Electrical, Heating & Paint

The world's first public electricity supply was provided in late 1881, when the streets of the Surrey town of Godalming in the UK were lit with electric light. This system was powered from a water wheel on the River Wey, which drove a Siemens alternator that supplied a number of arc lamps within the town. This supply scheme also provided electricity to a number of shops and premises to light 34 incandescent Swan light bulbs.
In early 1882, Edison opened the world’s first steam-powered electricity generating station at Holborn Viaduct in London, where he had entered into an agreement with the City Corporation for a period of three months to provide street lighting. In time he had supplied a number of local consumers with electric light. The method of supply was direct current (DC).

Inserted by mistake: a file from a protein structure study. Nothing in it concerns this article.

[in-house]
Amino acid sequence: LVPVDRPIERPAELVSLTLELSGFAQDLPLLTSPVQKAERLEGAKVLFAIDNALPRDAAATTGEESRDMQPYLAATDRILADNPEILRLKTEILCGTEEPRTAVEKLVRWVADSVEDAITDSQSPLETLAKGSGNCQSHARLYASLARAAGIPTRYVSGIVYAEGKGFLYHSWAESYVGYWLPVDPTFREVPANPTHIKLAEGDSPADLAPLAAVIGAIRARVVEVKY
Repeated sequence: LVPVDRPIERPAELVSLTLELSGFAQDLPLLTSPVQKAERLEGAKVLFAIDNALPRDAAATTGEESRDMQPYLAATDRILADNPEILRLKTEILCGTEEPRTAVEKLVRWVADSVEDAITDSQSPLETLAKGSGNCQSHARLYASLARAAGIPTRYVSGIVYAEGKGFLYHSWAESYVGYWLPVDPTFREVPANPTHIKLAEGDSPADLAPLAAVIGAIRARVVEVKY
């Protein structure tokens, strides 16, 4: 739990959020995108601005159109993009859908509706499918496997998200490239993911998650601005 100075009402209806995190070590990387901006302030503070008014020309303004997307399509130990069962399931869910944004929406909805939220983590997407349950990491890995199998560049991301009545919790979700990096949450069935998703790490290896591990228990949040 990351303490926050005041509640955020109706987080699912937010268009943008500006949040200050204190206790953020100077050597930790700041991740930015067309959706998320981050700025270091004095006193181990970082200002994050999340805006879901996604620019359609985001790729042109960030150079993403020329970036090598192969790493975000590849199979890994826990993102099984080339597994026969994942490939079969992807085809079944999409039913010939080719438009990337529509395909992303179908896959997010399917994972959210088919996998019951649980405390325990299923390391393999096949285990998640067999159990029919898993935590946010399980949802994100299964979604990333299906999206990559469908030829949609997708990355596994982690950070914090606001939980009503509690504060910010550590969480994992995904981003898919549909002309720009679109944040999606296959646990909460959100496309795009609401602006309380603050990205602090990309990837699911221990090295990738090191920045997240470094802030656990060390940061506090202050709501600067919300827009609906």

The first attempts to manufacture fuel gas in a commercial way were made in the period 1795–1805 in France by Philippe Lebon, and in England by William Murdoch. Although precursors can be found, it was these two engineers who elaborated the technology with commercial applications in mind. Frederick Winsor was the key player behind the creation of the first gas utility, the London-based Gas Light and Coke Company, incorporated by royal charter in April 1812.
In 2001 and 2004, South African archeologists reported finds in Blombos Cave of a 100,000-year-old human-made ochre-based mixture that could have been used like paint. Further excavation in the same cave resulted in the 2011 report of a complete toolkit for grinding pigments and making a primitive paint-like substance. Cave paintings drawn with red or yellow ochre, hematite, manganese oxide, and charcoal may have been made by early Homo sapiens as long as 40,000 years ago.

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